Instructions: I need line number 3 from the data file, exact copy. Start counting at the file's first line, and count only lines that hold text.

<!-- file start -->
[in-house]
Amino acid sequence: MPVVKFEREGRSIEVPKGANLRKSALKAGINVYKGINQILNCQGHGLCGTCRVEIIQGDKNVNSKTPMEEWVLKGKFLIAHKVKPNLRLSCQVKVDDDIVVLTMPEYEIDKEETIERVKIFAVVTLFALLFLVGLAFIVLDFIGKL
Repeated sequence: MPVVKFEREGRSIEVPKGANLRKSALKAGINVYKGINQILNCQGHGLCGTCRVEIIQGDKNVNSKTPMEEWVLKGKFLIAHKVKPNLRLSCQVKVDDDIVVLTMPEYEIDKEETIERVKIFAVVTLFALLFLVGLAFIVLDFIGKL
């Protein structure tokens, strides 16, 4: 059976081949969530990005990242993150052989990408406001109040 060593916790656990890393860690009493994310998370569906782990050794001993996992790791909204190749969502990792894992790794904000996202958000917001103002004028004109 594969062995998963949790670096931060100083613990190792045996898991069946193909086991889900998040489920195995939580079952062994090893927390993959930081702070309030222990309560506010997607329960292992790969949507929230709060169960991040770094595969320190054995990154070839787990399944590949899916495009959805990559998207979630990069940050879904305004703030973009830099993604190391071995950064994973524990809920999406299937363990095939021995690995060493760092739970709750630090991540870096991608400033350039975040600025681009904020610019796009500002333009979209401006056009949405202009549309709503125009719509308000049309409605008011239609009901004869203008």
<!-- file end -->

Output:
Repeated sequence: MPVVKFEREGRSIEVPKGANLRKSALKAGINVYKGINQILNCQGHGLCGTCRVEIIQGDKNVNSKTPMEEWVLKGKFLIAHKVKPNLRLSCQVKVDDDIVVLTMPEYEIDKEETIERVKIFAVVTLFALLFLVGLAFIVLDFIGKL